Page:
Barcelona mayor pleads for violence in Catalonia to stop
The mayor of riot-stricken Barcelona pleaded yesterday for calm after violent protests by Catalan separatists rocked Spain’s second largest city for a fifth consecutive night.
“This cannot continue. Barcelona does not deserve it,” Mayor Ada Colau told reporters, adding that Friday’s violence was the worst so far.
Police are bracing for more protests in the coming days.
Radical separatists have clashed with police every night in Barcelona and other Catalan cities following huge peaceful protests by people angered by last Monday’s Supreme Court verdict that sentenced nine separatist leaders to prison for their roles in a failed 2017 secession attempt.
More than 500,000 people gathered in downtown Barcelona on Friday in a massive show of support for the secession movement that is backed by roughly half of the wealthy northeastern region’s 5.5 million voters.
Before night fell, several hundred masked youths had surrounded the headquarters of the National Police and started a street battle that raged into the night in Barcelona, a popular tourist destination.
“The images of organised violence during the night in Barcelona have overshadowed the half a million people who demonstrated in a peaceful and civic manner to show they rejected the verdict,” said Catalan interior chief Miquel Buch, who oversees the regional police.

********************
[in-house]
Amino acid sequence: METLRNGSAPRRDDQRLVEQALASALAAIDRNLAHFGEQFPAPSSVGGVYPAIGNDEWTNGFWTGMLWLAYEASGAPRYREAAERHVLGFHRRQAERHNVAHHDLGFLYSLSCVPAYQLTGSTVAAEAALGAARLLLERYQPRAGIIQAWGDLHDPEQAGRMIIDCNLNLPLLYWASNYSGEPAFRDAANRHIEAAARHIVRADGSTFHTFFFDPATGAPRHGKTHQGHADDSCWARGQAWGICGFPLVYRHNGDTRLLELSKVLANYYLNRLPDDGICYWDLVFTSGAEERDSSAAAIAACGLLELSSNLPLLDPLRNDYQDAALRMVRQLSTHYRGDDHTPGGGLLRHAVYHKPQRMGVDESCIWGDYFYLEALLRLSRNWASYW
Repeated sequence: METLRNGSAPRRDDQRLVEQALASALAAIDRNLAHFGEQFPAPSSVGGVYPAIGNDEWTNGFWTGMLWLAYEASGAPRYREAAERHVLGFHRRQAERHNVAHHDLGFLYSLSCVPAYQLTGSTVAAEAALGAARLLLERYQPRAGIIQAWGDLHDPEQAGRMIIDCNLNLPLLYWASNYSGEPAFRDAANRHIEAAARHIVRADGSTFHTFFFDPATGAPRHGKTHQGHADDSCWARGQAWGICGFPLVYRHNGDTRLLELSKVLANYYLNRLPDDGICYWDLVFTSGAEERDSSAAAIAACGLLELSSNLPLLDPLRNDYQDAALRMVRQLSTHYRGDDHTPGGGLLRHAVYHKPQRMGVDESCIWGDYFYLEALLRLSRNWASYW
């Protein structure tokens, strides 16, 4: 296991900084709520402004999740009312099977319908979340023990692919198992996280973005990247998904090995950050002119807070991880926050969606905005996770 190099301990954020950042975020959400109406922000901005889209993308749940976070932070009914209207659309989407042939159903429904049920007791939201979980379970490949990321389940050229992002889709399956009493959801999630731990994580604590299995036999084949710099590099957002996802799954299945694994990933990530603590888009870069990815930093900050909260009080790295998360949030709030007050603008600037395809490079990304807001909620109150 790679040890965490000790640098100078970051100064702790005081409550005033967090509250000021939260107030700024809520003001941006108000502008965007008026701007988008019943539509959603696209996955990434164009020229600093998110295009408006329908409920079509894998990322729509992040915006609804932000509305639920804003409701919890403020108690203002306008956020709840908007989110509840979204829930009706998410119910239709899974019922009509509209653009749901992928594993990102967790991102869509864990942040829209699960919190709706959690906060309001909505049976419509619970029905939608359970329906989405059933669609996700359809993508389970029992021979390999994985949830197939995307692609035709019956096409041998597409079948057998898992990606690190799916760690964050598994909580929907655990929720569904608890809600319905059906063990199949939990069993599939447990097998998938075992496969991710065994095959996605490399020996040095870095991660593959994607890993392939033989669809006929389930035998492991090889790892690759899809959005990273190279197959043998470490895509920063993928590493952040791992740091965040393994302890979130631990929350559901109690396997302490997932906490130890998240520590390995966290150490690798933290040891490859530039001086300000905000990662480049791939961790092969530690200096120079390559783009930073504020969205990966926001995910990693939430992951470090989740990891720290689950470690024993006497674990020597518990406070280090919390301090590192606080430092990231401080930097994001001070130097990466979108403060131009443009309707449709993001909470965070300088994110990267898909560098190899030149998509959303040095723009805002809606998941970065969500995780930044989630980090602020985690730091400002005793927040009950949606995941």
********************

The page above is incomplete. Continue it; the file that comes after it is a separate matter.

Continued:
Rioters have burned hundreds of trash bins and hurled gasolene bombs, chunks of pavement and firecrackers, among other objects, at police. They have used nails to puncture the tyres of police vans.
Outnumbered officers in riot gear from both Catalonia’s regional police and Spain’s national police used tear gas and water cannon for the first time on Friday night to battle the rioters.
Residents and tourists have run for cover.
“It has been quite scary,” Deepa Khumar, a doctor from Toronto visiting for a medical conference, said Friday. “This place, it looks like a war zone.”
Authorities say over 500 people have been hurt this week, including protesters and police, while police have made over 150 arrests.
Spanish Interior Minister Fernando Grande-Marlaska said Saturday that 101 police officers were injured on Friday alone and that 264 police vehicles have been severely damaged in the week’s riots.
Grande-Marlaska asked Catalonia’s regional president to explicitly condemn the escalating violence and express his support for law enforcement officials.
“We have gone five days in which there has not been a firm condemnation of violence” by Catalan leader Quim Torra, Grande-Marlaska said.
Torra has called on protesters to respect the non-violent tenets of the separatist movement that has surged over the past decade.
But on Saturday, Torra and his vice-president, Pere Aragonès, used a televised address mostly to criticise the Supreme Court verdict. Aragonès also insinuated that the national police, which are controlled by Madrid, had acted too aggressively with protesters.
Torra demanded to meet Spain’s Prime Minister Pedro Sánchez to push his agenda for secession and freedom for the prisoners.
The prime minister’s office responded that “the government of Spain has always been in favour of dialogue, but within the confines of the law”.